Supporters say she must navigate a path between outrage abroad and popular feeling in a majority Buddhist country where most people believe the Rohingya are interlopers. At a photo opportunity at the top of her meeting with Tillerson, Suu Kyi ignored a journalist who asked if the Rohingya were citizens of Myanmar.

 

At a later appearance after the meeting, Tillerson—who is headed to Myanmar on Wednesday—was asked by reporters if he “had a message for Burmese leaders”.

 

He apparently ignored the question, replying only: “Thank you”, according to a pool report of the encounter.

 

Canada’s Justin Trudeau said he had spoken to Myanmar’s de facto leader.

 

“I had an extended conversation with... Aung San Suu Kyi, about the plight of the Muslim refugees in Rakhine state,” he told a press conference. “This is of tremendous concern to Canada and many, many other countries around the world.

 

“We are always looking at... how we can help, how we can move forward in a way that reduces violence, that emphasises the rule of law and that ensures protection for all citizens,” he said.

 

More than 600,000 Rohingya have flooded into Bangladesh since late August, and now live in the squalor of the world’s biggest refugee camp. The crisis erupted after Rohingya rebels attacked police posts in Myanmar’s Rakhine state, triggering a military crackdown that saw hundreds of villages reduced to ashes and sparked a massive exodus. The UN says the Myanmar military is engaged in a “coordinated and systematic” attempt to purge the region of Rohingya in what amounts to a “textbook example of ethnic cleansing”.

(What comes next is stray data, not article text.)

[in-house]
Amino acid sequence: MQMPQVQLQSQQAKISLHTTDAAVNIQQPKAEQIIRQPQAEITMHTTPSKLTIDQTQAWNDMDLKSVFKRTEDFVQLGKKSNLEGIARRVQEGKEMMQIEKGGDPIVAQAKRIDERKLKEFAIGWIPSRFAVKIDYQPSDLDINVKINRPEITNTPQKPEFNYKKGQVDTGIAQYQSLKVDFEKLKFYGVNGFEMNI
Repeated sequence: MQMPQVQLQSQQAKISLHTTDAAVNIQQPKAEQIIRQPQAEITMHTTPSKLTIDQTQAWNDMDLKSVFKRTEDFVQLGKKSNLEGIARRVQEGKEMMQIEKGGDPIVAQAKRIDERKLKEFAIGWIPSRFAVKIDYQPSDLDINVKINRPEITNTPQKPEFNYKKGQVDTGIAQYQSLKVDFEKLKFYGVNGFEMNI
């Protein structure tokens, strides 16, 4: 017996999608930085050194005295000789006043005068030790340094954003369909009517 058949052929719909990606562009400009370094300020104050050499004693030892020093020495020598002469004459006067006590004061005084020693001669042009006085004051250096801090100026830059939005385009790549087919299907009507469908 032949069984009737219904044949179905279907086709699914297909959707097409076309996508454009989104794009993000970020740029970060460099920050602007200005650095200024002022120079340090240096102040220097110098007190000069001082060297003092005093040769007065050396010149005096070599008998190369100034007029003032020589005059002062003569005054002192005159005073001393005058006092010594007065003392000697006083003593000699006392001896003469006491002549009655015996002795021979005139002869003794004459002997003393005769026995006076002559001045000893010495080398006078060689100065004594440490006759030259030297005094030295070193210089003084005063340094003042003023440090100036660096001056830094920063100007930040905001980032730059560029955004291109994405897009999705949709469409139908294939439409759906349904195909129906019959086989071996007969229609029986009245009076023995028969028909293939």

The stream of desperate refugees who escape across the riverine border bring with them stories of rape, murder and the torching of villages by soldiers and Buddhist mobs.

 

The Burmese government insists military action in Rakhine is a proportionate response to violence by militants.

 

Following its first official investigation into the crisis, the army published a report this week in which it cleared itself of any abuses.

 

However, it heavily restricts access to the region by independent journalists and aid groups, and verification of events on the ground is virtually impossible.

 

Suu Kyi, a former democracy activist, has been lambasted by rights groups for failing to speak up for the Rohingya or condemn festering anti-Muslim sentiment in the country.

 

Musician and campaigner Bob Geldof on Monday slammed Suu Kyi as a “murderer” and a “handmaiden to genocide”, becoming the latest in a growing line of global figures to disavow the one-time darling of the human rights community.

 

Supporters say she does not have the power to stop the powerful military, which ruled the country for decades until her party came to power following 2015 elections.

 

In a summit on Monday night with leaders of the 10-member Association of Southeast Asian Nations, of which Myanmar is a member, Guterres also voiced concern about the Rohingya.

 

He said the displacement of hundreds of thousands of Rohingya was a “worrying escalation in a protracted tragedy,” according to the UN statement.

 

He described the situation as a potential source of instability in the region, as well as radicalisation.